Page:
Current Knowledge of Leishmania Vectors in Mexico: How Geographic Distributions of Species Relate to Transmission Areas

Camila González Departamento de Zoología, Instituto de Biología, and Centro de Ciencias de la Complejidad, Universidad Nacional Autónoma de Mexico, Mexico City, Mexico; Laboratorio de Entomología Médica, Departamento de Zoología de Invertebrados, Facultad de Ciencias Biológicas, Universidad Autónoma de Nuevo León, Nuevo León, Mexico; Instituto de Ecología, AC Red Ambiente y Sustentabilidad, Xalapa, Veracruz, Mexico; Laboratorio de Inmunoparasitología, Facultad de Medicina, Universidad Nacional Autónoma de México, Hospital General de México, Mexico City, Mexico; Biodiversity Institute, The University of Kansas, Lawrence, Kansas

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Eduardo A. Rebollar-Téllez Departamento de Zoología, Instituto de Biología, and Centro de Ciencias de la Complejidad, Universidad Nacional Autónoma de Mexico, Mexico City, Mexico; Laboratorio de Entomología Médica, Departamento de Zoología de Invertebrados, Facultad de Ciencias Biológicas, Universidad Autónoma de Nuevo León, Nuevo León, Mexico; Instituto de Ecología, AC Red Ambiente y Sustentabilidad, Xalapa, Veracruz, Mexico; Laboratorio de Inmunoparasitología, Facultad de Medicina, Universidad Nacional Autónoma de México, Hospital General de México, Mexico City, Mexico; Biodiversity Institute, The University of Kansas, Lawrence, Kansas

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Sergio Ibáñez-Bernal Departamento de Zoología, Instituto de Biología, and Centro de Ciencias de la Complejidad, Universidad Nacional Autónoma de Mexico, Mexico City, Mexico; Laboratorio de Entomología Médica, Departamento de Zoología de Invertebrados, Facultad de Ciencias Biológicas, Universidad Autónoma de Nuevo León, Nuevo León, Mexico; Instituto de Ecología, AC Red Ambiente y Sustentabilidad, Xalapa, Veracruz, Mexico; Laboratorio de Inmunoparasitología, Facultad de Medicina, Universidad Nacional Autónoma de México, Hospital General de México, Mexico City, Mexico; Biodiversity Institute, The University of Kansas, Lawrence, Kansas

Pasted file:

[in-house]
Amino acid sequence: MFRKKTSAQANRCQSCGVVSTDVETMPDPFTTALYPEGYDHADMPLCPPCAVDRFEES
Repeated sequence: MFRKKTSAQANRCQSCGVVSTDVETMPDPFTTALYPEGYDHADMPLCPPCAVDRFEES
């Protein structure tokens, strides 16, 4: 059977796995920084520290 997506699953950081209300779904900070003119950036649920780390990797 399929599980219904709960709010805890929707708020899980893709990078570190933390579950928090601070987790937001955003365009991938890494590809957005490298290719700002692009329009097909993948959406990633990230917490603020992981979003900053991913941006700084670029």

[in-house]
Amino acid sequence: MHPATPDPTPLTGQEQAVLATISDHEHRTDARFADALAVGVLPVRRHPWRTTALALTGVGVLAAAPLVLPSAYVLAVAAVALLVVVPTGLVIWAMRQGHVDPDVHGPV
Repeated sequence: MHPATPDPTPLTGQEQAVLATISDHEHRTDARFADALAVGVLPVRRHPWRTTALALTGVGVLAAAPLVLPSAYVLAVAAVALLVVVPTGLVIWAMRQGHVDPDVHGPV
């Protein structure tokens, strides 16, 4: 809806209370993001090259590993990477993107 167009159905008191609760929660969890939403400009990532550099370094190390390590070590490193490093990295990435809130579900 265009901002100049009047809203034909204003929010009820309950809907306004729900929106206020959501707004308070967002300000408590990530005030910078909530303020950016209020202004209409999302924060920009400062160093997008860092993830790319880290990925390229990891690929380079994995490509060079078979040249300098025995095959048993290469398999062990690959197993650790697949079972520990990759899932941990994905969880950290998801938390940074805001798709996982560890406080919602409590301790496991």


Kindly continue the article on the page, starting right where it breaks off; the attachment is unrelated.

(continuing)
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Ingeborg Becker-Fauser Departamento de Zoología, Instituto de Biología, and Centro de Ciencias de la Complejidad, Universidad Nacional Autónoma de Mexico, Mexico City, Mexico; Laboratorio de Entomología Médica, Departamento de Zoología de Invertebrados, Facultad de Ciencias Biológicas, Universidad Autónoma de Nuevo León, Nuevo León, Mexico; Instituto de Ecología, AC Red Ambiente y Sustentabilidad, Xalapa, Veracruz, Mexico; Laboratorio de Inmunoparasitología, Facultad de Medicina, Universidad Nacional Autónoma de México, Hospital General de México, Mexico City, Mexico; Biodiversity Institute, The University of Kansas, Lawrence, Kansas

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Enrique Martínez-Meyer Departamento de Zoología, Instituto de Biología, and Centro de Ciencias de la Complejidad, Universidad Nacional Autónoma de Mexico, Mexico City, Mexico; Laboratorio de Entomología Médica, Departamento de Zoología de Invertebrados, Facultad de Ciencias Biológicas, Universidad Autónoma de Nuevo León, Nuevo León, Mexico; Instituto de Ecología, AC Red Ambiente y Sustentabilidad, Xalapa, Veracruz, Mexico; Laboratorio de Inmunoparasitología, Facultad de Medicina, Universidad Nacional Autónoma de México, Hospital General de México, Mexico City, Mexico; Biodiversity Institute, The University of Kansas, Lawrence, Kansas

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A. Townsend Peterson Departamento de Zoología, Instituto de Biología, and Centro de Ciencias de la Complejidad, Universidad Nacional Autónoma de Mexico, Mexico City, Mexico; Laboratorio de Entomología Médica, Departamento de Zoología de Invertebrados, Facultad de Ciencias Biológicas, Universidad Autónoma de Nuevo León, Nuevo León, Mexico; Instituto de Ecología, AC Red Ambiente y Sustentabilidad, Xalapa, Veracruz, Mexico; Laboratorio de Inmunoparasitología, Facultad de Medicina, Universidad Nacional Autónoma de México, Hospital General de México, Mexico City, Mexico; Biodiversity Institute, The University of Kansas, Lawrence, Kansas